Somerset Resort and The Palms resort in the Turks and Caicos. The Somerset and The Palms resorts on Grace Bay Beach.
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Turks and Caicos Useful Information

Person standing in the main gallery at Indian Cave on Middle Caicos
The skylights and roots of the Indian Cave, Middle Caicos.

As the name suggests, the Turks and Caicos are two groups of islands. The Turks Islands comprise Grand Turk and Salt Cay. The Caicos Islands comprise Providenciales, West Caicos, North Caicos and Middle Caicos, South Caicos, and the Caicos Cays.

Providenciales is the main tourism island where the majority of visitors go, along with the location of the Providenciales International Airport (PLS), the main airport. It’s home to most hotels, resorts, villas, and restaurants, and also Grace Bay Beach. It’s common to visit the the Caicos Cays on a boat cruise, and North and Middle Caicos (which are joined via a causeway) and South Caicos on a day trip.

Grand Turk is home to the country’s only cruise port. It’s also the capital and seat of the Government.

The islands have a population of 47,720 (2022 estimate).

Quick Facts

The official language of the Turks and Caicos is English. Many persons also speak Haitian Creole and Spanish.
The official currency of the Turks and Caicos is the U.S. Dollar. Most places accept debit and credit cards.
Similar to the American system, tipping is expected at around 15% for waiters, drivers, maids, and similar occupations.
Time Zone
The TCI is on Eastern Standard Time, and daylight savings time is observed. This is the same as New York.
Same as the United States. 120v, 60Hz and U.S. style power plugs.
The temperature in Turks and Caicos ranges from 75° F to 95° (24° C to 35° C), with an average of 81° F (27° C). It rains infrequently, and is one of the driest islands in the region.
The hurricane season runs from 1 June to 30 November each year. Statistically, the end of August and September are the most likely times for a hurricane to hit (or simply threaten) the Turks and Caicos.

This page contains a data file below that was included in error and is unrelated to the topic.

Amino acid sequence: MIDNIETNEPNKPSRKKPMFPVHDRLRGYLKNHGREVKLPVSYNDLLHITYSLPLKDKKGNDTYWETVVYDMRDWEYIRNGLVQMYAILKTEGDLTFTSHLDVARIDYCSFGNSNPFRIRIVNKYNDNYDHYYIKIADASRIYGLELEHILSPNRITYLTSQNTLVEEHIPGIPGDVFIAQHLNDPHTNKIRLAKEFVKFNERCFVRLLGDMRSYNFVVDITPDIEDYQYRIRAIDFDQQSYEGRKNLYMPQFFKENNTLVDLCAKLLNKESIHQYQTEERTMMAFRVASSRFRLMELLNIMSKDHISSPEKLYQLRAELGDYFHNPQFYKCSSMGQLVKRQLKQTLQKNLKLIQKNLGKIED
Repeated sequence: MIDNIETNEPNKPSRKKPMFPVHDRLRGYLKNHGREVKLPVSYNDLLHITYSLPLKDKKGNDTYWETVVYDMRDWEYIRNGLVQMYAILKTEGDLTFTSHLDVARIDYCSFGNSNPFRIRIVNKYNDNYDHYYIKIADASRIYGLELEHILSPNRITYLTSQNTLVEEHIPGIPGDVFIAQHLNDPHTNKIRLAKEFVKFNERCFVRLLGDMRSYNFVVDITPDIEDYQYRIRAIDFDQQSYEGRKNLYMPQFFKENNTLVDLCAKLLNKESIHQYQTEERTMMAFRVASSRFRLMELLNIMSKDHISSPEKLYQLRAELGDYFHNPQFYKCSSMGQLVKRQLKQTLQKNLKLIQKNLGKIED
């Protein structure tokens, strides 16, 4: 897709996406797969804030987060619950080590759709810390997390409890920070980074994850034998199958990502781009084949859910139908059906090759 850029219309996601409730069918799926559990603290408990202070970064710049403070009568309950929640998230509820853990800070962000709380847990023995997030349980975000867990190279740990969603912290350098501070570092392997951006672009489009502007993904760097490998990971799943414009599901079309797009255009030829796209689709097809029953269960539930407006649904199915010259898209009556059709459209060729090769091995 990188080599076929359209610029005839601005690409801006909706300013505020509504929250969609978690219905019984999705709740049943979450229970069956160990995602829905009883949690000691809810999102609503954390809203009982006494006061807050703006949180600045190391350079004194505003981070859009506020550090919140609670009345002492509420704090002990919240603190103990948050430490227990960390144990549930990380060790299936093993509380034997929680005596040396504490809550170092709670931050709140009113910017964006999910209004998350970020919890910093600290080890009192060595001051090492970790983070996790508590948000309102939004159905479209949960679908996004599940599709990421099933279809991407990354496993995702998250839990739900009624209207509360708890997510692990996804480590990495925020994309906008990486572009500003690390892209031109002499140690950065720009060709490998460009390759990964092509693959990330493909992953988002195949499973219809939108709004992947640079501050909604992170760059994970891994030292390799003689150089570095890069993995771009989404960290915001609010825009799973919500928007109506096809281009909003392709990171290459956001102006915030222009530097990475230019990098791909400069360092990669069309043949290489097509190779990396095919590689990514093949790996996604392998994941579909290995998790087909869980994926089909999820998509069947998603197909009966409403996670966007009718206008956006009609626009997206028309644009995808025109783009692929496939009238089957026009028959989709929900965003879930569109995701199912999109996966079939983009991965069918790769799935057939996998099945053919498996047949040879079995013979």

Turks and Caicos Islanders, also known as Belongers, make up about 1 in 5 people in the country. Turks and Caicos Islanders are primarily the descendants of African slaves who were brought to the TCI to work the salt salinas and plantations. The rest of the population are immigrants (mostly from Haiti, the Bahamas, and the Dominican Republic).
The economy of the Turks and Caicos relies entirely on tourism. Some sources quote real estate or construction as being part of a diversified economy, however, these simply support the tourism sector. There is no meaningful agriculture or manufacturing of any type. The financial services sector is extremely small.
The Turks and Caicos is a British Overseas Territory. There is internal self-governance headed by a Premier, and the King appoints a Governor. The Government is modeled on the Westminster system. Only persons holding Turks and Caicos Islander Status can vote, and for the last election in 2021, approximately 18% of the population was a registered voter.
Post and Courier
Post offices are located on all main islands. The postal service is not particularly reliable for either incoming or outgoing mail. It’s fine for sending a postcard, but for anything important, you’ll need to use a courier service, such as FedEx, DHL, or UPS.